What to Expect

Appointments generally last about 60 minutes   An extensive history is taken during the initial consultation.   Then, based on the history and physical examination, a combination of acupuncture, herbal medicines, nutritional supplements and food therapy are generally recommended.  Dog The needles are set in the animal (inserted) and adjustments are made as necessary.  Needles are left in for variable times:  perhaps 10 minutes for older or very weak animals, 30 minutes or longer in young, strong animals.  Of course, the limiting factor is the animal’s willingness to cooperate!  Generally, they may feel a very tiny prick when the needle is inserted, and sometimes a duller, deeper, brief sensation (known as Deqi) when the needle hits the acupuncture point.  Most animals relax and actually seem to enjoy the experience after the needles are in.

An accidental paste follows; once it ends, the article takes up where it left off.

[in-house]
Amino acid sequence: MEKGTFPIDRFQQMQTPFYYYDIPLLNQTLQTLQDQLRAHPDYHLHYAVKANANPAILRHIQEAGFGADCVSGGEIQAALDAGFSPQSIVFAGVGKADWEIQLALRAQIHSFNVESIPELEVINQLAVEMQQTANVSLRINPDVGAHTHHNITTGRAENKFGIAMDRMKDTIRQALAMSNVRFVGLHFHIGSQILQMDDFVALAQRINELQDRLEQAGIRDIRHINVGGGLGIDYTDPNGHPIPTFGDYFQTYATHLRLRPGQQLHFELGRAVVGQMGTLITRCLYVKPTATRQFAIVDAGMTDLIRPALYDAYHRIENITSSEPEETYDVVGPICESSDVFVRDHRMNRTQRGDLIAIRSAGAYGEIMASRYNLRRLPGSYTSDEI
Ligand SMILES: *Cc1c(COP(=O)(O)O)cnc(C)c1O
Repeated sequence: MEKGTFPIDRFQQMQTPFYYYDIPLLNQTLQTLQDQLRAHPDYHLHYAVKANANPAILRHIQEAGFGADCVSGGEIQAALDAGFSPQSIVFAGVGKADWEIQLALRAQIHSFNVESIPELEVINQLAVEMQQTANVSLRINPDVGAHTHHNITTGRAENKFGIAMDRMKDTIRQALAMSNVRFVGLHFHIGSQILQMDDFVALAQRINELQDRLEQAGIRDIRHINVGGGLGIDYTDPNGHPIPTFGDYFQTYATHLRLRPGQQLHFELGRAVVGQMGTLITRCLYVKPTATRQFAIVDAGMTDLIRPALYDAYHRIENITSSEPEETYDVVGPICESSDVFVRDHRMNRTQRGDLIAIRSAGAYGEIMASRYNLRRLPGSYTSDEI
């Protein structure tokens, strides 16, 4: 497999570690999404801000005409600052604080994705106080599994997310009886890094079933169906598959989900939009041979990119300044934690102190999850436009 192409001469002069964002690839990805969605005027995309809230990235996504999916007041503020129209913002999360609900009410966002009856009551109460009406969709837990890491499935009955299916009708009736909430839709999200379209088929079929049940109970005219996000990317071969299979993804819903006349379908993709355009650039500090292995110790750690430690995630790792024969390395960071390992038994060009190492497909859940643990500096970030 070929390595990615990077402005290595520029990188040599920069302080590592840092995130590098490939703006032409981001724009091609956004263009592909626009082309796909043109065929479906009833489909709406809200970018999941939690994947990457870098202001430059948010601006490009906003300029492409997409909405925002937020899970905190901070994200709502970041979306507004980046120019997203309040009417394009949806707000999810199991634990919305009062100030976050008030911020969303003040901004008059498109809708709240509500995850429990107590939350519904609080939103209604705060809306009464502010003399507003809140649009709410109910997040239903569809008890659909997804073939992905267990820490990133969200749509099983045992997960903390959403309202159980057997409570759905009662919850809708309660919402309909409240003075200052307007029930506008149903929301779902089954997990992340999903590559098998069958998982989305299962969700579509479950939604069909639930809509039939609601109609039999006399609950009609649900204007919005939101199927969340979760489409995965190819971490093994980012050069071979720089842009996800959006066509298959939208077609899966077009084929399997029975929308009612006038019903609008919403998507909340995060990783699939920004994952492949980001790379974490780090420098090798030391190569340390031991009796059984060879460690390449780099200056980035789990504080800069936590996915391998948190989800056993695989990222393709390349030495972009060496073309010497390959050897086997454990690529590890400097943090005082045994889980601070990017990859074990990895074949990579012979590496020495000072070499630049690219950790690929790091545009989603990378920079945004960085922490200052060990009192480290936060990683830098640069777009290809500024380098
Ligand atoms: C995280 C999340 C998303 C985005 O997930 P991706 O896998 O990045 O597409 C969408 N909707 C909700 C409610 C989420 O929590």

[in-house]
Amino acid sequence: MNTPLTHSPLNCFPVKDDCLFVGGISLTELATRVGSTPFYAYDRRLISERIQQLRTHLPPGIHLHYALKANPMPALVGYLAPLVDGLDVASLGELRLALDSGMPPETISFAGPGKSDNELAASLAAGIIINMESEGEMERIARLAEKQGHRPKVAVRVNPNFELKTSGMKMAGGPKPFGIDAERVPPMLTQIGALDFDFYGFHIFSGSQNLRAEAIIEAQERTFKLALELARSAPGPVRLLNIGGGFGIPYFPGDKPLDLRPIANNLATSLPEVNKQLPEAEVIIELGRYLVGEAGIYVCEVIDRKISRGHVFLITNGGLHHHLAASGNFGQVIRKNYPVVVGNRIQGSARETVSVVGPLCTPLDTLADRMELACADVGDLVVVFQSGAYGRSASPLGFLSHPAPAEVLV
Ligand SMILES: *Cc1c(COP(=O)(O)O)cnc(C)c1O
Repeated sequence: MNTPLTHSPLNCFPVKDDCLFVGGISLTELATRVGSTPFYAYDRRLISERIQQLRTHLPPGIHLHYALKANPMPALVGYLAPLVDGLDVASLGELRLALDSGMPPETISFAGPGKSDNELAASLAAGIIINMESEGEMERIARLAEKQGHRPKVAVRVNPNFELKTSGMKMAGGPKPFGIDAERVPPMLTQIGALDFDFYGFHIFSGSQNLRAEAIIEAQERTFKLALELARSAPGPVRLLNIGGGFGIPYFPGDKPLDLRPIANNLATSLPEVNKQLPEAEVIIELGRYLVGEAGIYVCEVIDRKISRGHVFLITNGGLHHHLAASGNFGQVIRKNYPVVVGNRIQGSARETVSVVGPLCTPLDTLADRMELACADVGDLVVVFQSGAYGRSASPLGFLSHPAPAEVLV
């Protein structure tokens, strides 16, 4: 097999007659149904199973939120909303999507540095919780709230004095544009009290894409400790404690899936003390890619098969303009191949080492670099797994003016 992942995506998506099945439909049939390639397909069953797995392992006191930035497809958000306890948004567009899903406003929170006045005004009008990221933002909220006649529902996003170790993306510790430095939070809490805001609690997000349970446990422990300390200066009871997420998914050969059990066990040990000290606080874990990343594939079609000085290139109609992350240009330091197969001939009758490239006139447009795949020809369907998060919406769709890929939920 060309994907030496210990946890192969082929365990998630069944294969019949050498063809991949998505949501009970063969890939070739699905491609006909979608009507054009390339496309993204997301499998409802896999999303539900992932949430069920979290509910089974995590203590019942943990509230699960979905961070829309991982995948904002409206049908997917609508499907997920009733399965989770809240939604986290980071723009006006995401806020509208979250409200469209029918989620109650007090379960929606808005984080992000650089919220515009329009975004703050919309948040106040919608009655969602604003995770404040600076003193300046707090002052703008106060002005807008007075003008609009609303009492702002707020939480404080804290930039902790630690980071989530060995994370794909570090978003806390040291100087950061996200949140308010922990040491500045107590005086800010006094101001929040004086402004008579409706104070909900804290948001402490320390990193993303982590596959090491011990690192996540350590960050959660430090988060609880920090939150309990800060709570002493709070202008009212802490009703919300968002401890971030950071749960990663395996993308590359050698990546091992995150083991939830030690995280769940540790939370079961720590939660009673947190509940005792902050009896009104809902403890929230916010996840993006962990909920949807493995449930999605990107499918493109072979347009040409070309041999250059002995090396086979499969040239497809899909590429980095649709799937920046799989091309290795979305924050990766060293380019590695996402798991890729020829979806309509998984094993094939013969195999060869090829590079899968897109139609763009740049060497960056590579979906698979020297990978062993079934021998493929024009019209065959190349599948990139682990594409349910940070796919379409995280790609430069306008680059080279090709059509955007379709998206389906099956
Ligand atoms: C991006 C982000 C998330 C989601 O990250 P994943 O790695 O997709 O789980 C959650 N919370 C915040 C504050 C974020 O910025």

The animal’s health history in Chinese Medicine is a very important part of the examination and requires as much detail as possible.  The Initial History Questionnaire can be downloaded from this website and filled out while you have the time to reflect upon your animal’s unique issues.

Blood work and lab results are helpful tools in proper diagnosis and treatment.  It is a good idea to have a copy of these results for Dr. Sayre to review at the appointment.

DOctor SayreThe duration of treatment depends on the problem and the individual.  For instance, a young horse with an injury leading to lameness may need 4-6 weekly acupuncture treatments until the lameness has resolved.  An older dog with seizures or endocrine issues will probably require multiple food changes throughout the illness, one or two Chinese herbs, and a lifetime of acupuncture sessions.  The “usual” is somewhere in between these two extremes.

If questions or to schedule an appointment: